Mike Leigh’s Peterloo is one of those films where you keep waiting for it to get good, and waiting and waiting. It’s Mike Leigh; it’s bound to get good soon. But it never does. It’s essentially two hours of men shouting at each other, followed by a burst of violence. I sincerely wish it were otherwise, but there you are.
This is the story of the Peterloo Massacre (16 August 1819), when government-backed cavalry charged a peaceable crowd of around 60,000 who had gathered in St Peter’s Field, Manchester, to demand universal suffrage. Fifteen were killed and hundreds more injured, including women and children. The film has been getting it in the neck from some quarters ever since the project was announced. It’s just a lefty plot to show the ruling classes in a bad light, the right have said. We’re not bad people! The violence was never intentional. It all just went wrong on the day. It wasn’t a turning point in British history. It also wasn’t followed by a revolution, although, to my way of thinking that may be because seeing family members butchered by sabres in front of your eyes is quite a deterrent. Perhaps it changed history in that way. But that’s a discussion for another time. My hope was that it would be so absorbing and moving and affecting that you couldn’t wriggle out of it, any which way. Yet it’s none of those things.
It opens on the battlefield of Waterloo with Joseph (David Moorst), a young soldier wandering around in a state of shock. The film cuts to Parliament where we see the Duke of Wellington being amply rewarded for the victory, but there is nothing for Joseph when he returns to his family in Manchester. There is only worsening poverty. ‘It’ll be them Corn Laws,’ it is noted, helpfully. You keep waiting for the script to get good — this is Mike Leigh; it’s bound to get good soon — but it never does. ‘Aye, and the bread tax t’aint helpful,’ says Joseph’s mother (Maxine Peake) at one point. ‘It’s helping them rich buggers… them fat leeches down London,’ replies his father (Pearce Quigley). Meanwhile, poor Joseph, who has been traumatised, is left to wander about further, slack-jawed and lopsided, looking for work that doesn’t exist, usually in the rain. There is no proper character work at all.
The populist movement gathers pace, understandably. At that time Manchester didn’t even have an MP. This offers a large cast, mostly led by shouty men, to have shouty meetings in fields and in factories and in parlours and in pubs. Meanwhile, menacing Deputy Chief Constable Nadin (Victor McGuire) eavesdrops in plain view. (I sniggered out loud about this; why didn’t they notice the great hulking brute?) The meetings do not build to a momentum but simply repeat what has already been said while you glaze over. Ultimately, they invite Henry ‘Orator’ Hunt (Rory Kinnear) to be their star speaker at the main event. Hunt is vain, superior, a wealthy landowner. He’s by far the most interesting character and I wanted to know: why is he even a reformer? What makes him tick? We never find out.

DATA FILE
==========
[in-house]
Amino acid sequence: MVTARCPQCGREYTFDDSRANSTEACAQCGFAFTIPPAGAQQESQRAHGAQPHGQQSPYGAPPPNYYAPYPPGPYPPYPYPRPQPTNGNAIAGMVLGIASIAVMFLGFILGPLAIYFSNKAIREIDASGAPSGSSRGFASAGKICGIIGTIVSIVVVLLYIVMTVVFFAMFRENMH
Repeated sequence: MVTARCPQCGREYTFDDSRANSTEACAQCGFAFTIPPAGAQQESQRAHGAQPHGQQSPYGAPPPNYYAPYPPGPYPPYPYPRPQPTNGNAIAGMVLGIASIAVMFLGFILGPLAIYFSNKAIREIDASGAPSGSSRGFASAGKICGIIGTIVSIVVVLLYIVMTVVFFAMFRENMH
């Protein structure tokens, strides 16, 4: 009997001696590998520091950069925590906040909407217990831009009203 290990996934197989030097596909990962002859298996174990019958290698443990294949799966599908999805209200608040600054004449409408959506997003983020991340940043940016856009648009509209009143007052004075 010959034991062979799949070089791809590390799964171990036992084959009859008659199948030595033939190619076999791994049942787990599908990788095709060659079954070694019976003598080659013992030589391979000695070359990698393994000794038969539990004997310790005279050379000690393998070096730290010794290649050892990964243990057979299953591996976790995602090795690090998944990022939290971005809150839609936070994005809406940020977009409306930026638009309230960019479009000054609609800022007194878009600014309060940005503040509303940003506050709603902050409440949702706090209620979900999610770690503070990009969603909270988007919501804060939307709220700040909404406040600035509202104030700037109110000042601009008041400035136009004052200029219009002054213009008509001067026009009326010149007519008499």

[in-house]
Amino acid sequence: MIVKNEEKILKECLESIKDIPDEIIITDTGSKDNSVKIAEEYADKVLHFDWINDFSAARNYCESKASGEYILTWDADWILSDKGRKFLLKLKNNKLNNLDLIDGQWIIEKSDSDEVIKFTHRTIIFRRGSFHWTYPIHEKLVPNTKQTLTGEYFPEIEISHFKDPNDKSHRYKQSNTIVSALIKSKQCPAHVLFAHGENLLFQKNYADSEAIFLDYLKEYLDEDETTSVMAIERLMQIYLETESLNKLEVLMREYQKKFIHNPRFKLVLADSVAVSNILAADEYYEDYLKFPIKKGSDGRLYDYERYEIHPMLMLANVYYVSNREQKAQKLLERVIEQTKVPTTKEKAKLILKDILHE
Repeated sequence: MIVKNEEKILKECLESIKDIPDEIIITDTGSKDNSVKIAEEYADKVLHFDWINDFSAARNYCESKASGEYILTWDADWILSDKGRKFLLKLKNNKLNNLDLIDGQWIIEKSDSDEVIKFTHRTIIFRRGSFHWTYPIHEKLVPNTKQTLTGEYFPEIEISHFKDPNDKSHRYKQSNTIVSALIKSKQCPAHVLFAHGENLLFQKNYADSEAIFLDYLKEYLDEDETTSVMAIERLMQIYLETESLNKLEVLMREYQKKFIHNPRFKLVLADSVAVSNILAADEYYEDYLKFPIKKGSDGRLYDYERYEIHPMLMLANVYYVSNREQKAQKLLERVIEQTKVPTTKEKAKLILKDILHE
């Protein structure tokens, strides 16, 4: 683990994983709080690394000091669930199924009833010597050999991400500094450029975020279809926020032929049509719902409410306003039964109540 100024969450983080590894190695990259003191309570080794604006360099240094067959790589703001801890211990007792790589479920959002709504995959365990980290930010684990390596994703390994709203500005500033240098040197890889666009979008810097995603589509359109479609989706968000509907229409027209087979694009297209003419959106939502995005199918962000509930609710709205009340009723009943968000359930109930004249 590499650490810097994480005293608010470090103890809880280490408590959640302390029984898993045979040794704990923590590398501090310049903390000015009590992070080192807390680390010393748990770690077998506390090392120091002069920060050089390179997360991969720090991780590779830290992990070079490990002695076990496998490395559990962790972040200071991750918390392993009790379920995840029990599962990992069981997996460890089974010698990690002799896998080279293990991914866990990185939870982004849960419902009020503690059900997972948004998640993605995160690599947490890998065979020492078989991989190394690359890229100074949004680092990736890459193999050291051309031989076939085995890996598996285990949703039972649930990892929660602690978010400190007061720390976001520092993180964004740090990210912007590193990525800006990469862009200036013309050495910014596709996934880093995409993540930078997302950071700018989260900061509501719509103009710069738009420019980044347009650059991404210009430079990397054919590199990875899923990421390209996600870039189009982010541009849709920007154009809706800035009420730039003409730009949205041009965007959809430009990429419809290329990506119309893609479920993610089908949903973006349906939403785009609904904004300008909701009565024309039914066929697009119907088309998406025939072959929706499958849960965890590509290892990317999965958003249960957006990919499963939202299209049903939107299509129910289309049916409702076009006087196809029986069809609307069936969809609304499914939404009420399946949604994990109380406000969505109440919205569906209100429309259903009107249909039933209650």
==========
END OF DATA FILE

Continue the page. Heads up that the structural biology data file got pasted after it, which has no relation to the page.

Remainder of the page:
Meanwhile, in London, the Home Secretary Lord Sidmouth (Karl Johnson) is getting worried about all the unrest, as are the local magistrates. The French Revolution is uppermost in their thoughts, as we’re reminded again and again. The local magistrates say things like ‘the rod is all they understand!’ and ‘one man one vote… preposterous!’ It was like being trapped in an episode of Poldark. I kept half-hoping Demelza would drift in with one of her kidney pies and give us all a break.
The violence, when it comes, is, in fact, marvellously mounted, and vivid and visceral, but you’re so sapped of energy by then you may not be able to do justice to the injustice in any meaningful, emotional way. Throughout, I was most preoccupied by the teeth. Bad for the poor. Less bad for the rich. But would the rich have had access to differing dentistry at that time? I can only say that neither instance prevents the cast from chewing the scenery.
David Bamber even pops up in the last few minutes just to chew the scenery, or so it seemed. This is simplistic, one-dimensional storytelling that fails to deliver the outrage it should, or the story it could have been. I sincerely wish it were otherwise, but there you are.